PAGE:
Morning television news programs are full of all the things you need to know: the body count from whatever disaster or major murder happened the day before, breaking news (one horrible thing after the next these days), traffic and, of course, weather.
But if you tune in to Houston's CBS affiliate, KHOU, between 7 and 9 a.m. during the workweek, you get something more: so much cool music that the show's two hours begin to resemble a guess-this-song game. It's not just the typical classic-rock commercial break music, or whatever Top 40 Muzak some lazy television producer pops in the deck.
On CBS This Morning, between breaks, segment cues and teases to news stories, you might hear a little Dr. Dre, or something from the Rolling Stones, or maybe The Clash — multiple staffers here have heard "Police on My Back" attached to stories about cops — and probably a Pharrell Williams track or two. And sometimes the producers pick more obscure stuff (ever heard of Ned's Atomic Dustbin?) that we like.
It's always different, and something that makes walking around your home in your underwear holding your coffee more fun, while you do a double take on a song that just played.
And the kinds of tunes they play on that show, which like a lot of morning news TV shows isn't meant to be watched so much as to have on in the background while you're getting ready for work or school, run the gamut of rap, '80s New Wave, indie rock, you name it. No death metal or anything jarring, however.
A music cue sheet that goes to ASCAP, which the CBS show shared with Houston Press, shows music by Lenny Kravitz, Cheap Trick, Elvis Costello, Ben Harper, The Cure and Kongos, to give just a small sample of the types of selections that make it to the airwaves.
"We are completely obsessed with the music in the show; it occupies a tremendous amount of our conversation throughout the day and in the morning," says Ryan Kadro, the executive producer for CBS This Morning. A Detroit native who loves music, he went to L.A. to become a rock star but settled for television production. He moved his way up the ranks, landing a gig early on with the defunct late-night talker Last Call With Carson Daly.
"How the show sounds is just as important as how it works," 41-year-old Kadro says. You wouldn't think a show that is sold on women 25 to 54 would be as hip as it is, but the truth is moms listen to hip-hop these days. The CBS show features old-school host Charlie Rose (who started his broadcasting career in Texas); Gayle King, a.k.a. Oprah's best friend; and the winsome San Antonio-raised Norah O’Donnell.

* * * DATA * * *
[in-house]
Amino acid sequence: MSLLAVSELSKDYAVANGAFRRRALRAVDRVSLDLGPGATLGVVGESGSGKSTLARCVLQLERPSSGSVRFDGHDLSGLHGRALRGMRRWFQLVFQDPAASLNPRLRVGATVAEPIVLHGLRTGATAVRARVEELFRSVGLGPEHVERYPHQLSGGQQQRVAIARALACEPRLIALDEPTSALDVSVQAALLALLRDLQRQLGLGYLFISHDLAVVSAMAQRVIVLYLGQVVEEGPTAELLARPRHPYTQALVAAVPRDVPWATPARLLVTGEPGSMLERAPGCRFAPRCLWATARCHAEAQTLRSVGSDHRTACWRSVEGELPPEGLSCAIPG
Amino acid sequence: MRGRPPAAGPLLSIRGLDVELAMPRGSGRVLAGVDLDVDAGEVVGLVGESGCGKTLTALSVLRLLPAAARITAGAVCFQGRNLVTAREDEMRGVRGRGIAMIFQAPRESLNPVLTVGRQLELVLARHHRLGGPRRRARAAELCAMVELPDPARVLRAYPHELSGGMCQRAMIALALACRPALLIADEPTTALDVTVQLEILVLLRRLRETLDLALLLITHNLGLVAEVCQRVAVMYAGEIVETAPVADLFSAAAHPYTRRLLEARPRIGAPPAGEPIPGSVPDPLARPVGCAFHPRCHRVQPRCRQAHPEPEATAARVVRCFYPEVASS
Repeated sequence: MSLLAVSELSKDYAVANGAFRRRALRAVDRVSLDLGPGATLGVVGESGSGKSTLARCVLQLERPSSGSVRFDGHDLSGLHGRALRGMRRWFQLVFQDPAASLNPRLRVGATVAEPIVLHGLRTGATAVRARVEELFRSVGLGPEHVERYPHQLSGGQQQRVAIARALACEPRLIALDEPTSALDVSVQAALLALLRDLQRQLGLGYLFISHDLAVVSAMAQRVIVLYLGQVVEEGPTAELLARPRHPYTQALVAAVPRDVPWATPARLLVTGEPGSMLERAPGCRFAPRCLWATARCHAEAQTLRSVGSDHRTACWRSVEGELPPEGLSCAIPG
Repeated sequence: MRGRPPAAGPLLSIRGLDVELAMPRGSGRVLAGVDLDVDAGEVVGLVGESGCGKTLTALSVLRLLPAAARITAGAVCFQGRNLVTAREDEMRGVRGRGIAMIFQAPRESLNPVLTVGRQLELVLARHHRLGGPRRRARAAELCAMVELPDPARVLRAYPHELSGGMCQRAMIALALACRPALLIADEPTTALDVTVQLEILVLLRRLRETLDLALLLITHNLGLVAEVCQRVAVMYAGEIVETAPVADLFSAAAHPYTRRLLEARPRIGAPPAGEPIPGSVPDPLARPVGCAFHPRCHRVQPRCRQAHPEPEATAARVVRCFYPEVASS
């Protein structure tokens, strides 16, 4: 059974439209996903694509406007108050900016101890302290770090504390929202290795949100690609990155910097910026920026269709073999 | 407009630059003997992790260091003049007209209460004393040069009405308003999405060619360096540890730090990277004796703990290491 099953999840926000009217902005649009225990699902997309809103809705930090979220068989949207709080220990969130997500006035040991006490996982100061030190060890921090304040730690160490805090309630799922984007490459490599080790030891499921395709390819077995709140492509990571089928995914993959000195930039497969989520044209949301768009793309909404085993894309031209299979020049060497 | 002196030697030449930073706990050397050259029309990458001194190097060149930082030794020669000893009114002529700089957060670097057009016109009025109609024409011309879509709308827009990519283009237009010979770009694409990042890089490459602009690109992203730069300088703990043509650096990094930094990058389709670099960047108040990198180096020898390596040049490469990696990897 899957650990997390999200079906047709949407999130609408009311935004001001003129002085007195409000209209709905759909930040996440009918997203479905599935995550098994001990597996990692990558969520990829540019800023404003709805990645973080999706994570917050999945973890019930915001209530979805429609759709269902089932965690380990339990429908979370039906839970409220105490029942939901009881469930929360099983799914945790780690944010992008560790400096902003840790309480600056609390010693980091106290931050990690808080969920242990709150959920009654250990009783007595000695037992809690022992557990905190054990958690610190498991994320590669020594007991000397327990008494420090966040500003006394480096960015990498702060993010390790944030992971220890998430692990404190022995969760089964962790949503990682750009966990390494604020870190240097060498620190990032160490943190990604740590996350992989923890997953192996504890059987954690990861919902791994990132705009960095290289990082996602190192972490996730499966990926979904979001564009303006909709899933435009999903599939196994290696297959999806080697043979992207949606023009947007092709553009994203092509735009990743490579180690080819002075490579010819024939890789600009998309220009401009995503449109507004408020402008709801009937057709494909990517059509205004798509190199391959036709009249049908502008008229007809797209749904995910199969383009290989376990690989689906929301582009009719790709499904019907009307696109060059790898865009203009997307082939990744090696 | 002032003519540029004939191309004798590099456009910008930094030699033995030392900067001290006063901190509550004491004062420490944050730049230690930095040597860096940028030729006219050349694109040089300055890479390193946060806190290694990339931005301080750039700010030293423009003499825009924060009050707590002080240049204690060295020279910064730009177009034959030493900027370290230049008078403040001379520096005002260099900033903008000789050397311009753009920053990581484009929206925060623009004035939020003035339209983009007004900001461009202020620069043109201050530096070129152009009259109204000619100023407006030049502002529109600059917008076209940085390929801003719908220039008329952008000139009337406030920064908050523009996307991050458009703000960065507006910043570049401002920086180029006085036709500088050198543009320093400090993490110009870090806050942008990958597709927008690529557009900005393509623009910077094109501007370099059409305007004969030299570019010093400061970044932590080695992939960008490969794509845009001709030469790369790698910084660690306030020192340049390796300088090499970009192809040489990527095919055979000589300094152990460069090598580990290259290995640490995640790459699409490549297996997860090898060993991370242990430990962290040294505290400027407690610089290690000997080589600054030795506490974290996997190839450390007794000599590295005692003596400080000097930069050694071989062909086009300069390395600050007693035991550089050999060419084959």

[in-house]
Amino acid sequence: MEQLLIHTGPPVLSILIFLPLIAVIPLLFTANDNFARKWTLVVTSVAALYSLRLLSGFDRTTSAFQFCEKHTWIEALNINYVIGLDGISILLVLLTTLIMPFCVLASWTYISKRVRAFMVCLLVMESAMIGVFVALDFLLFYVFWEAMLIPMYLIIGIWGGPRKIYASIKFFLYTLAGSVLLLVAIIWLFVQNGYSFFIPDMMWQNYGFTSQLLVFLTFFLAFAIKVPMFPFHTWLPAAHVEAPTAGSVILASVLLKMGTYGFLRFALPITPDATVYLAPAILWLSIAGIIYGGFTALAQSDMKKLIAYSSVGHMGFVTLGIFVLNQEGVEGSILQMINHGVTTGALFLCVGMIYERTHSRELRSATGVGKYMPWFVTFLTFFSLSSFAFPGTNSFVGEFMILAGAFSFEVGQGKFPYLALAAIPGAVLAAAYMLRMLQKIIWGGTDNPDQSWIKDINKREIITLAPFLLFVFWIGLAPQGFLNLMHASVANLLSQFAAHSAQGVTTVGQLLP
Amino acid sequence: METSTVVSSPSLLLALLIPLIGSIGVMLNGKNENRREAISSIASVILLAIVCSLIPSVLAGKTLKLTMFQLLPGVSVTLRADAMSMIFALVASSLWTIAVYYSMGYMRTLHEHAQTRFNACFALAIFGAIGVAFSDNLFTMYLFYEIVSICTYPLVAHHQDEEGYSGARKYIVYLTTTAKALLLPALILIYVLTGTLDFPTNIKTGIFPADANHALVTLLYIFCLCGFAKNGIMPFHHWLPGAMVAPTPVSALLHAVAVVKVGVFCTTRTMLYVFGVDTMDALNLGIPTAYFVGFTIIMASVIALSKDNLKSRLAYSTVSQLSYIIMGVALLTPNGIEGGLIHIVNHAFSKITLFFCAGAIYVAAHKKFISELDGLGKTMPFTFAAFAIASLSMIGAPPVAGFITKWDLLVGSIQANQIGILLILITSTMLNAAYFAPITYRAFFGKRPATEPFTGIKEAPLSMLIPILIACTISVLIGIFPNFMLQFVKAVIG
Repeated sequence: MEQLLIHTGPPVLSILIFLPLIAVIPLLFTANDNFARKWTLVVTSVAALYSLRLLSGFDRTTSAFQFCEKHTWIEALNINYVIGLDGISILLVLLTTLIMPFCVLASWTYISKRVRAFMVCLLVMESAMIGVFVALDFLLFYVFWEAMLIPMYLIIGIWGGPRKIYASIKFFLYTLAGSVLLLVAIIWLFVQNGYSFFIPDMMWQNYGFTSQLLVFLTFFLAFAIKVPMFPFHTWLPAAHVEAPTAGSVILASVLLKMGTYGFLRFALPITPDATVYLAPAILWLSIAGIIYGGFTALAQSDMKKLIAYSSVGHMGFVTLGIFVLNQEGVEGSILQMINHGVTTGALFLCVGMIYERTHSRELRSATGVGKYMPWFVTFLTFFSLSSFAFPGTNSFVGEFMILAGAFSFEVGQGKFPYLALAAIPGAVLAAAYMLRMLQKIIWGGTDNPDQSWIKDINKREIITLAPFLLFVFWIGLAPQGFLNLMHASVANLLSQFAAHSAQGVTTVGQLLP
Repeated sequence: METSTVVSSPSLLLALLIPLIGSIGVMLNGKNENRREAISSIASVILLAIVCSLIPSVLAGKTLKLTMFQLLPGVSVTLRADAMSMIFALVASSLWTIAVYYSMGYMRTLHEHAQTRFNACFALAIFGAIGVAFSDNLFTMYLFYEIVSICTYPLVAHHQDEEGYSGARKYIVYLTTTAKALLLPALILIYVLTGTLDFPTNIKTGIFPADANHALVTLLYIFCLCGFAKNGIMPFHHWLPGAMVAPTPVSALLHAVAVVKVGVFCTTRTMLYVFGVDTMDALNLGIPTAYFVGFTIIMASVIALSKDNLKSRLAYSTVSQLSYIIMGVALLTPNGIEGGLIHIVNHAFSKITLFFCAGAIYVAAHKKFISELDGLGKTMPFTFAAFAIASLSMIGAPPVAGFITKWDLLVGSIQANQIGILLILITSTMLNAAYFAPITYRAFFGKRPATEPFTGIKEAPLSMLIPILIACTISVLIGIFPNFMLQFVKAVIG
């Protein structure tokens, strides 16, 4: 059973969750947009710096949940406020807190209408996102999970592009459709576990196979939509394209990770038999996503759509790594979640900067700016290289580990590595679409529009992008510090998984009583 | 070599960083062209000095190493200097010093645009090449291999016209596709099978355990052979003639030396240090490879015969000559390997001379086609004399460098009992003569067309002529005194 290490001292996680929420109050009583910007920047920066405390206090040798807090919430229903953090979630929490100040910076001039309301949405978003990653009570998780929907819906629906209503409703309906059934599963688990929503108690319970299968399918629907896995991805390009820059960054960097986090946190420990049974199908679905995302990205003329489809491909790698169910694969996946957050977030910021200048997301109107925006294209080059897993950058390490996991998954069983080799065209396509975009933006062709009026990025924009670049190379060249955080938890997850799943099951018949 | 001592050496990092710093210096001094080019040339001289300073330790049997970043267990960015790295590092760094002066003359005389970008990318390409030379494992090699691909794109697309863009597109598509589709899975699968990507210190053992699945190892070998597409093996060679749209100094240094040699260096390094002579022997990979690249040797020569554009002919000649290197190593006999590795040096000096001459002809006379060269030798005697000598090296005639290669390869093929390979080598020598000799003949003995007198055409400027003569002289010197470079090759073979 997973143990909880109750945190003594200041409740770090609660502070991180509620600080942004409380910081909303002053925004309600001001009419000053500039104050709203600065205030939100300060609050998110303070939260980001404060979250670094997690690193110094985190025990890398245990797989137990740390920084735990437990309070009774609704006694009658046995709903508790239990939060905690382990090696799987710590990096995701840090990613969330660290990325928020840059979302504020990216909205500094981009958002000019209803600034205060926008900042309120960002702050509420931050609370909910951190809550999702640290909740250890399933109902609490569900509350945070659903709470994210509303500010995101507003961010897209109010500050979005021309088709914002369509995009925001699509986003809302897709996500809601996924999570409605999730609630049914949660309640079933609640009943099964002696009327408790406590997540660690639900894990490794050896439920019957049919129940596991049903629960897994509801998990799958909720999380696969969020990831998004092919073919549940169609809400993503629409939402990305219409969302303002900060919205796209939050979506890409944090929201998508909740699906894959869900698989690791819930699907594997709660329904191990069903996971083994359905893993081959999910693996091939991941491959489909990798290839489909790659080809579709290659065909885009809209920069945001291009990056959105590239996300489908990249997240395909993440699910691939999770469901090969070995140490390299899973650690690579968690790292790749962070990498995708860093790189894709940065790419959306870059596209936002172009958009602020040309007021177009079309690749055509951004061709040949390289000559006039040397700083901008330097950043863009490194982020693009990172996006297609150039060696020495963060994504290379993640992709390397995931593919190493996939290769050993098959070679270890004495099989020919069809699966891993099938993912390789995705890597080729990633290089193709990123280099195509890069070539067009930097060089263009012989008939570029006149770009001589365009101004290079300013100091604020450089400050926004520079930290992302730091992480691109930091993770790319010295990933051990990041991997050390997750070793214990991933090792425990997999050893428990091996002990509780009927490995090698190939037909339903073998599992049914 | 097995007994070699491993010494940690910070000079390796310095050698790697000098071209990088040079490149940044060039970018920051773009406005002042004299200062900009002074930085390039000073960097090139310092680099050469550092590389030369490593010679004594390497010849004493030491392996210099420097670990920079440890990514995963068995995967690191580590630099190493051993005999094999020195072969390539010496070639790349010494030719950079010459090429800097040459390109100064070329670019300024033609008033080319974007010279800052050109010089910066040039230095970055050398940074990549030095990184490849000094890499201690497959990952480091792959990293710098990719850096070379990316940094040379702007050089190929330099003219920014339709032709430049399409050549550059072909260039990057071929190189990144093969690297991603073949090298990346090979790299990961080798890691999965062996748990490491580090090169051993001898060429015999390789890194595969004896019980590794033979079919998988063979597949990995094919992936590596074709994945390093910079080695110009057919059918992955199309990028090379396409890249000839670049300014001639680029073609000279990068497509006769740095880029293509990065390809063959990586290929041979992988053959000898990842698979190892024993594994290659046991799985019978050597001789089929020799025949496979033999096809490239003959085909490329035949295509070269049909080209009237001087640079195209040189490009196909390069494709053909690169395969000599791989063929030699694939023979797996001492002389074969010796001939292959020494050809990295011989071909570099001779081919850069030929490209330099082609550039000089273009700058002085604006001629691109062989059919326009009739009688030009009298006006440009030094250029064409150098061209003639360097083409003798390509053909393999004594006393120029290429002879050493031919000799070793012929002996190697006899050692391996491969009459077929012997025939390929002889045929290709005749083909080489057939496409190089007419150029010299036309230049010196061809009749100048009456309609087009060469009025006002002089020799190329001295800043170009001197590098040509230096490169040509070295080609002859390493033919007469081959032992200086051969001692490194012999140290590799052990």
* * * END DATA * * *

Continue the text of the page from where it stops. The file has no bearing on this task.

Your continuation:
While the anchors might have something to say about the music on the show, it's more about the selections made throughout the morning in the control room. And when it works, it works. Take, for instance, the time the show ran a story about a home in Parker County that turned into a swingers club. The song that teased the piece couldn't be more perfect: Naughty by Nature's "O.P.P."
"We got a ton of Twitter traffic, and that was a lot of fun," Kadro shares. Getting those hidden song meanings is part of the fun for frequent watchers who will shoot tweets to the show.
"It’s a team effort," Kadro explains about how certain music makes it to air. "There’s a guy named Evan Hirsch who’s our line producer, who takes a lot of the music and then we debate it during the commercial breaks," he explains.
Kadro says the picks come at a quick clip throughout the show, sometimes just enough to fill a few seconds. "It often starts with a countdown clock, so Evan will set the bar and we’re gonna [run] a story about maple syrup tapping, right? So, he’ll say all right, I have Echo and the Bunnymen, 'Lips Like Sugar'; and you’re in a three-and-a-half minute commercial break, so you’ve got three and a half minutes basically to come up with a better song than what Evan has picked."
But sometimes the selections can be like musical Russian roulette — take, for instance, the show that aired for Nelson Mandela's memorial.
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"A commentator from NPR tweeted how insensitive it was for us to play Toto's 'Africa,' and it set off this huge thing, and the front man from Toto put out a statement. In a vacuum, it wasn't the best decision," Kadro admits.
Still, with a show that runs five days a week, chances the producers take turn into more hits than misses.
"When we were developing the show back in 2011 and launching it in 2012, music was always going to be a very big part of it," Kadro offers. "We have really wide-ranging interests as people, so as producers we really want that to be reflective. And it’s just a way to make our show stand out from everybody else."